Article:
Dr. Schueller is the Executive Director of PsyberGuide and an Assistant Professor at Northwestern University’s Feinberg School of Medicine. He is a faculty member of Northwestern’s Center for Behavioral Intervention Technologies (CBITs) and his work focuses on increasing the accessibility and availability of mental health resources through technology.

It is with great pleasure that I write the first Director’s Blog for PsyberGuide. PsyberGuide aims to be the leading source of unbiased information regarding technologies intended to address mental disorders – e.g., depression, anxiety, bipolar, and schizophrenia – and to promote mental health. This is hardly an easy task. The number of mHealth apps exceeds 165,000 with estimates that roughly 12,000 of those are targeted towards mental health and wellness. Very few of these apps have been subjected to rigorous scientific evaluation, and those that have don’t often persist in the app stores. As a consumer sorting through these apps and separating the good from the bad is a nearly impossible task. As such, resources like PsyberGuide have an important role to play in ensuring that people can find the apps that might be the most beneficial for them and understanding what role those apps can play on each person’s own road to recovery. An important goal of mine with PsyberGuide is to continue to grow the number of products and reviews listed on this website. I encourage you to keep coming back to PsyberGuide to see what new apps we’ve identified and the ratings and expert reviews associated with those apps. If there’s an app you’ve found that’s been particularly useful, please let us know which app it is and why and how you’ve found it useful.

This relates to another critical point. It is unlikely that there is one app to rule them all, or said differently that any app will work for all people. The struggles that people encounter with mental health can often be deeply personal. And although our destinations might be the same – finding happiness, meaning, and purpose; building positive relationships; and achieving our goals and dreams – the roads we take to reach those destinations might differ. To better understand these differences, however, we need to hear from the people using these apps in their lives, we need to hear from you. Another goal for PsyberGuide is to connect the communities of interest – consumers, professionals, researchers. In the past, we’ve done this by providing experts ratings and reviews of available mental health apps. We’d also like to learn from your expertise and experience with these tools. We’d love to have more information from people who use mental health apps about which ones are useful and why. Currently in the product guide you can provide some of this information: how likely you would be to recommend the app to others, how effective the app was in helping with problems, how easy to use and engaging the app is. We’d like to make more use of this information to help point us towards the most popular, useful, and engaging apps. We’d also like to expand this information, to better design PsyberGuide to collect the information needed to not just provide scores of products, but to start to make recommendations to guide you towards what might be useful apps for you.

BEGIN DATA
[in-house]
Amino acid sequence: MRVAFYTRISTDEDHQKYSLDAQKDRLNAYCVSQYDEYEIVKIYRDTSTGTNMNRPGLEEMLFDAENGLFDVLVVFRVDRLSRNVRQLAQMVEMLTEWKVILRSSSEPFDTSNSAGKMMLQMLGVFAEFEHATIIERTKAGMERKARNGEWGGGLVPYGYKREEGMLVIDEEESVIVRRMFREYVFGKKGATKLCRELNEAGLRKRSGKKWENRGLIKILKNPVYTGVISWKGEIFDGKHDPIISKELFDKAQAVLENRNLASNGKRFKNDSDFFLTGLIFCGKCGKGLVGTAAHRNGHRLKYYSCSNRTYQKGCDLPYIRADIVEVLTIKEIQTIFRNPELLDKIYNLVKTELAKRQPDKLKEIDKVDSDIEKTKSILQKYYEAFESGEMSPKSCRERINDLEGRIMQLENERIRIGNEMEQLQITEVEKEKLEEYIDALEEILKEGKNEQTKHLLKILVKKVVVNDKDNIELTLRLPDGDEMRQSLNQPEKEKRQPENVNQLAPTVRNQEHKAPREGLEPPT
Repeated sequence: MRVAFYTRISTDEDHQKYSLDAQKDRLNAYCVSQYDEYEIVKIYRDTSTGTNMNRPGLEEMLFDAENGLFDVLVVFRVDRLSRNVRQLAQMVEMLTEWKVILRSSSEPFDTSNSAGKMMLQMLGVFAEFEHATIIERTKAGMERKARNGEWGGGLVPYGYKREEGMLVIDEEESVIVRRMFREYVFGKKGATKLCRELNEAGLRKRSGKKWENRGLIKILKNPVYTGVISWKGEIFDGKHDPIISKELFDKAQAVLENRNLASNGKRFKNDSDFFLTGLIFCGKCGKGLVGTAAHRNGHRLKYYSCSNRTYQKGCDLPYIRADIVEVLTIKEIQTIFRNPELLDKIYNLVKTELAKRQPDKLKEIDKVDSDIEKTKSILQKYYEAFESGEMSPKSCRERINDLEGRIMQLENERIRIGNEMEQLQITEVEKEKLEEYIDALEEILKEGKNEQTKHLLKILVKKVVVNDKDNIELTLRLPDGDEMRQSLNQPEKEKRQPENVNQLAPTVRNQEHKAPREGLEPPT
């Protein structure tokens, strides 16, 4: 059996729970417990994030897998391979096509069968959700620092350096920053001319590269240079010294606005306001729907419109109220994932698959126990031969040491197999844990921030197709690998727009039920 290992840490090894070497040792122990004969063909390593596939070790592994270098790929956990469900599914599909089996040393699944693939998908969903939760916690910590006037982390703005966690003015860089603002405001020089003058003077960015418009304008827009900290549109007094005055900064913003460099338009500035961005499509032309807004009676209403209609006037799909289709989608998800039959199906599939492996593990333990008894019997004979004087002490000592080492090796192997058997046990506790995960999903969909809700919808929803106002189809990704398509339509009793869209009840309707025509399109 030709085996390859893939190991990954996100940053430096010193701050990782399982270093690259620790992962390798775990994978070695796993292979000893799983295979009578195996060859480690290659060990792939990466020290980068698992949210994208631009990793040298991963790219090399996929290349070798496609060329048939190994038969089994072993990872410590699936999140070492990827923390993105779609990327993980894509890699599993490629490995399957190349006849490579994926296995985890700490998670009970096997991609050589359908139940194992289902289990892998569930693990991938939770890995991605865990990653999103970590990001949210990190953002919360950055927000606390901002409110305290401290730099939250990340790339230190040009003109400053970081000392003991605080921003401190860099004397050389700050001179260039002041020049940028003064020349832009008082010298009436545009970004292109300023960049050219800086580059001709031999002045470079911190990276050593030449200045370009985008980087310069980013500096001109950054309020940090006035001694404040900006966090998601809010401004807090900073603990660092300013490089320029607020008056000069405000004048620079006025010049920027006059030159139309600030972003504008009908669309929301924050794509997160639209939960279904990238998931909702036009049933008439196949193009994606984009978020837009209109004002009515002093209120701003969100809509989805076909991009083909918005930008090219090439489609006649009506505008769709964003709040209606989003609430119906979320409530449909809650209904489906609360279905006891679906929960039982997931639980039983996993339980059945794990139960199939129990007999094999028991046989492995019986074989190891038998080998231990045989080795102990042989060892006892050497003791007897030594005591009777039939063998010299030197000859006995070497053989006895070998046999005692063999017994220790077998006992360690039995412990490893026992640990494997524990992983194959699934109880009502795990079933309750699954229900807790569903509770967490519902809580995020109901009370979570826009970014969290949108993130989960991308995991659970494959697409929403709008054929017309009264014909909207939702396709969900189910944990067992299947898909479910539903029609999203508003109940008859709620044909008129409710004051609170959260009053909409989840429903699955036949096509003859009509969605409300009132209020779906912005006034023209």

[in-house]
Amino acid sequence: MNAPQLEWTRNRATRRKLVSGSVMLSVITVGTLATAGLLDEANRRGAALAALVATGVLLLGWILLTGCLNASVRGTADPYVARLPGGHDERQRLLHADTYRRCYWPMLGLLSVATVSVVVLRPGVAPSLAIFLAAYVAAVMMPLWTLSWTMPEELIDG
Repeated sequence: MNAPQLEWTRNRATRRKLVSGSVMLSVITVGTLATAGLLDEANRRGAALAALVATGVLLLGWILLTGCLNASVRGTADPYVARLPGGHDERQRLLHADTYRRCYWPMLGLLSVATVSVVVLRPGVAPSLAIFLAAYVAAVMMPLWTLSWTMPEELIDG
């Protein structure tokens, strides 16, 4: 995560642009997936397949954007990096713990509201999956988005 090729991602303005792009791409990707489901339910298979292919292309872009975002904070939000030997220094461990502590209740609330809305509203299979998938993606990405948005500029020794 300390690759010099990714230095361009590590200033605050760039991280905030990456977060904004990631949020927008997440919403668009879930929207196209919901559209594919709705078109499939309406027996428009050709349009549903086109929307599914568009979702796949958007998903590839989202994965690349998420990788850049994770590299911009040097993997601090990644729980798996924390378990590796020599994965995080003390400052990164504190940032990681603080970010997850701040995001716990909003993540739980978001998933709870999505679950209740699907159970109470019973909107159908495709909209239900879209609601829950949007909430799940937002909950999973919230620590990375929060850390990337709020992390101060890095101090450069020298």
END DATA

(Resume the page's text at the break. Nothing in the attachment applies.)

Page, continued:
None of this can happen without you. I am excited to lead PsyberGuide because I truly believe that technology and digital resources have a critical, yet unrealized, role to play in mental healthcare. I believe that technology and digital resources have the potential to ensure that all people who need mental health resources will have access to them and that those who might prefer technology or digital resources for a variety of different resources will be empowered to find ones that are high-quality and effective. These Director’s Blogs will give me one avenue to communicate with the PsyberGuide community. But we’ll also find other ways to connect. For example, through emails, newsletters, social media, and events. We’ll also engage the community of experts using guest blogs which will alternate with the blogs I write myself. Again, PsyberGuide will be a resource where multiple voices come together to identify the state-of-the-art advances in mental health and technology. This is an exciting partnership, and I’m extremely curious to see where we go together.